Paul Finkelman is one of the most prolific scholars of legal history and early American culture. He is author or editor of over forty books including Dred Scott v. Sandford: A Brief History With Documents, Slavery and the Founders: Race and Liberty in the Age of Jefferson, An Imperfect Union: Slavery, Federalism and Comity, and His Soul Goes Marching On: Responses to John Brown and the Harper's Ferry Raid. He is currently Chapman Distinguished Professor of Law at the University of Tulsa.
Read More Show Less

Table of Contents

Chapter 1 The Centrality of Slavery in American Legal Development Part 2 Theories of Democracy and the Law of Slavery Chapter 3 Learning the Three "I"s of America Slave Heritage Chapter 4 Ideology and Imagery in the Law of Slavery Part 5 Constitutional Law and Slavery Chapter 6 Slavery in the Canon of Constitutional Law Chapter 7 Chief Justice Hornblower of New Jersey and the Fugitive Slave Law of 1793 Chapter 8 A Federal Assault: African-Americans and the Impact of the Fugitive Slave Law of 1850 Chapter 9 The Crisis Over The Impending Crisis: Free Speech, Slavery, and the Fourteenth Amendment Part 10 Criminal and Civil Law of Slavery Chapter 11 Slaves the the Rules of Evidence in Criminal Trials Chapter 12 "Details are of a Most Revolting Character": Cruelty to Slaves as Seen in Appeals to the Supreme Court of Louisiana/The Unreported Case of Humphreys v. Utz Chapter 13 Pandora's Box: Slave Character on Trial in the Antebellum Deep South Chapter 14 Slave Auctions on the Courthouse Steps: Court Sales of Slaves in Antebellum South Carolina Part 15 Comparative Law and Slavery Chapter 16 Seventeenth-Century Jurists, Roman Law, and Slavery Chapter 17 The British Constitution and the Creation of American Slavery Chapter 18 Thinking Property at Rome Chapter 19 Thinking Property at Memphis: An Application of Watson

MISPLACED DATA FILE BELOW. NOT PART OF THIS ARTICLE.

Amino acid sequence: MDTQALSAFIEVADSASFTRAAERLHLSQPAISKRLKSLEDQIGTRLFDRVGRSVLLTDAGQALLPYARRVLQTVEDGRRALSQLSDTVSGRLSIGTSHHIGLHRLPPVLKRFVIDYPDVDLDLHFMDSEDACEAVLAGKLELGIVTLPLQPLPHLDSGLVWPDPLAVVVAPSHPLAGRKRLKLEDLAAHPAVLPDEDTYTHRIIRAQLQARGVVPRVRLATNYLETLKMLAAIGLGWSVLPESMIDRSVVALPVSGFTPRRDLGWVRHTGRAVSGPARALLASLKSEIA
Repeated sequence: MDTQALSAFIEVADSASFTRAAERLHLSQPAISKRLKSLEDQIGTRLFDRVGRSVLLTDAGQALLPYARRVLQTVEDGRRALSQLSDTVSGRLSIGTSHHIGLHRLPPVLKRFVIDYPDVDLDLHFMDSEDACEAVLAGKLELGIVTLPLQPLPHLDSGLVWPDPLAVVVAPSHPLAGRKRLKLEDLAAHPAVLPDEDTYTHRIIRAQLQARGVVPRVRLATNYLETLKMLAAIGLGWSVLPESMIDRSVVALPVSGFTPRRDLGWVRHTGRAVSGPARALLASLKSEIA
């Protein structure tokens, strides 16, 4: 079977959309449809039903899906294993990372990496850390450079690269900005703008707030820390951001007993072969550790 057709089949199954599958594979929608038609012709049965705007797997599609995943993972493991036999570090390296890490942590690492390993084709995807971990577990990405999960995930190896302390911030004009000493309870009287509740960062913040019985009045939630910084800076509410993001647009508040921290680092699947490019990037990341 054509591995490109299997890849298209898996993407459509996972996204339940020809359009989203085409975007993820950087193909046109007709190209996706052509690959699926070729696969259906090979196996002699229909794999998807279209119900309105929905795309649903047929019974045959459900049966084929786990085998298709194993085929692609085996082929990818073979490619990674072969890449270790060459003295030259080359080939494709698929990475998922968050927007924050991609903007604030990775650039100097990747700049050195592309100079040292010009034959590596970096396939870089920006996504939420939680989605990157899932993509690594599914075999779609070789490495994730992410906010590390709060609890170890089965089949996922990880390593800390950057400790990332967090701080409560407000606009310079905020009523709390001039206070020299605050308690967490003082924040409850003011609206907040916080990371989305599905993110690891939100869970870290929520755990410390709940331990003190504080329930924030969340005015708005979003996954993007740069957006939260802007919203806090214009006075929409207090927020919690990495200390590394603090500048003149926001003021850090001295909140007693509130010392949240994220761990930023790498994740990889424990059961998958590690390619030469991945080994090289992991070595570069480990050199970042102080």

Read More Show Less

Customer Reviews

Be the first to write a review
( 0 )
Rating Distribution

5 Star

(0)

4 Star

(0)

3 Star

(0)

2 Star

(0)

1 Star

(0)

Your Rating:

Your Name: Create a Pen Name or

Barnes & Noble.com Review Rules

Our reader reviews allow you to share your comments on titles you liked, or didn't, with others. By submitting an online review, you are representing to Barnes & Noble.com that all information contained in your review is original and accurate in all respects, and that the submission of such content by you and the posting of such content by Barnes & Noble.com does not and will not violate the rights of any third party. Please follow the rules below to help ensure that your review can be posted.